The real-time file system 242 is a simple organization of attribute values for smart agent profilers that allow quick, direct file access.

The highly skilled artificial intelligence scientists and artisans provide graphical and textual inputs 244 and 246 to a user interface (UI) 248 to manipulate the novel combinations of complementary technologies into a declarative application 250.

Declarative application 250 is also molded, modeled, simulated, tested, corrected, massaged, and unified into a fully functional hybrid combination that is eventually output as a trainable general payment fraud model 252. Such is also the more improved equivalent of trainable general payment fraud model 104 in FIG. 1.

The constraint-based programming tools 202 and 232 limit the number of possible solutions. Complex conditions with complex constraints can create an exponential number of possibilities. Fixed constraints, fuzzy constraints, and polynomials are combined in cases where no exact solution exists. New constraints can be added or deleted at any time. The dynamic nature of the tool makes possible real-time simulations of complex plans, schedules, and diagnostics.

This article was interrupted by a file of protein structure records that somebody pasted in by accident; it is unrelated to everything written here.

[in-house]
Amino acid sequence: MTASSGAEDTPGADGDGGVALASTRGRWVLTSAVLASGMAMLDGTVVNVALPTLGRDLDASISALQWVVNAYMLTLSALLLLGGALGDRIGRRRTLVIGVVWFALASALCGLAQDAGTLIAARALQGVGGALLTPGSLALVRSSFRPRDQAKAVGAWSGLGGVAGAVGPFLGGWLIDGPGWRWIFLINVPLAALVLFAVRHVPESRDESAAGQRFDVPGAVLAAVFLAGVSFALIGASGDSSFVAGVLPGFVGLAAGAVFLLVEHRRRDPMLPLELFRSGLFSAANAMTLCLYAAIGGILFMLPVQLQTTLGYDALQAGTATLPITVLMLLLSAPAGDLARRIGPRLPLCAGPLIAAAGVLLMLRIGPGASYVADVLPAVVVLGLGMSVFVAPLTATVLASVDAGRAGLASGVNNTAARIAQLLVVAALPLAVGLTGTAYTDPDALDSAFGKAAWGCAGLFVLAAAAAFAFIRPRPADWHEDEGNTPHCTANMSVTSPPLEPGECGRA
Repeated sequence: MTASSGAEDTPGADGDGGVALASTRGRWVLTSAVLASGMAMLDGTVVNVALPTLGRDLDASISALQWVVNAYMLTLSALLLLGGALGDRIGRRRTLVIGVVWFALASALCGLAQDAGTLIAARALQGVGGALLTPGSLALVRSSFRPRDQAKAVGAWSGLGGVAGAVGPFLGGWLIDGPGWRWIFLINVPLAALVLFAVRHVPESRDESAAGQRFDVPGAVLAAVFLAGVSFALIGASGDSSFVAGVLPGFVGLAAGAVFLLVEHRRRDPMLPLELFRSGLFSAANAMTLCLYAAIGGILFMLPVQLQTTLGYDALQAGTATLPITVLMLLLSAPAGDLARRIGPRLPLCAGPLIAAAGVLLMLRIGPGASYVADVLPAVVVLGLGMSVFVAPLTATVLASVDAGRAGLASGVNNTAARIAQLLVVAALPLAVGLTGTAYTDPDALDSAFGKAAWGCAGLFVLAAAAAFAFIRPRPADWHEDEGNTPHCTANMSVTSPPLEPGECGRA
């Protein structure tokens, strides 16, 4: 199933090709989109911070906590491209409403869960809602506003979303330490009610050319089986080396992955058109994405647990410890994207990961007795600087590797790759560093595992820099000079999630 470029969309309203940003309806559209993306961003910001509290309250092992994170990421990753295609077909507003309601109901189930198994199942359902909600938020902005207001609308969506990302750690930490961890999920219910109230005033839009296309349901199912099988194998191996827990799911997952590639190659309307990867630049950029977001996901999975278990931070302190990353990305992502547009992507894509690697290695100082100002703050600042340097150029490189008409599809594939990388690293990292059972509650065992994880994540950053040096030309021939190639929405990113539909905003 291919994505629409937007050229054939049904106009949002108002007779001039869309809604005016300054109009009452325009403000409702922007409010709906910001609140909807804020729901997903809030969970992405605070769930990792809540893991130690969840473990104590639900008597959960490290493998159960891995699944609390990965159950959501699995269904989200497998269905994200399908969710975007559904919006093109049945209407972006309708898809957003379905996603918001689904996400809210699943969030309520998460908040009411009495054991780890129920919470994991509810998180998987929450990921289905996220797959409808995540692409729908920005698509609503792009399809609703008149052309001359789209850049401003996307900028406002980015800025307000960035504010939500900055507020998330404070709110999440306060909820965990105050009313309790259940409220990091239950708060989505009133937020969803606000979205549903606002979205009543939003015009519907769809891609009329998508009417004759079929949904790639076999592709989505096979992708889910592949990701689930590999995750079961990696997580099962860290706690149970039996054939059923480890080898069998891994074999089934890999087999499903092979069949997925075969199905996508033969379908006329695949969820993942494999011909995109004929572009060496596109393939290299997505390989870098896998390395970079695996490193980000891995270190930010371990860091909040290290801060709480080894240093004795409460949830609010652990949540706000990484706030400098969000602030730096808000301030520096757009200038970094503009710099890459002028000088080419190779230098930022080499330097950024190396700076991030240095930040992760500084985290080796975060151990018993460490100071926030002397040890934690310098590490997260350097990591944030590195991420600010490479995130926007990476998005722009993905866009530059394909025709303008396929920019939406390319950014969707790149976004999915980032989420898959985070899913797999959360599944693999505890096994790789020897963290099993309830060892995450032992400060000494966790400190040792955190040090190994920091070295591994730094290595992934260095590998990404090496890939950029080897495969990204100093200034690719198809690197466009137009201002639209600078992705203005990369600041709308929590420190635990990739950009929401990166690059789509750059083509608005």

The constraint-based programming tools are written as a very complete language in its own right. It can integrate a variety of variables and constraints, as in the following Table.

Variables: Real, with integer values, enumerated, sets,
matrices and vectors, intervals, fuzzy subsets, and more.
Arithmetic Constraints: =, +, −, *, /, /=, >, <, >=, <=,
interval addition, interval subtraction, interval multiplication
and interval division, max, min, intersection, union,
exponential, modulo, logarithm, and more.
Temporal (Allen) Constraints: Control allows you to write
any temporal constraints including Equal, N-equal, Before,
After, Meets, Overlaps, Starts, Finishes, and personal temporal
operators such as Disjoint, Started-by, Overlapped-by, Met-by,
Finished-by, and more.
Boolean Constraints: Or, And, Not, XOR, Implication,
Symbolic Constraints: Inclusion, Union, Intersection,
Cardinality, Belonging, and more.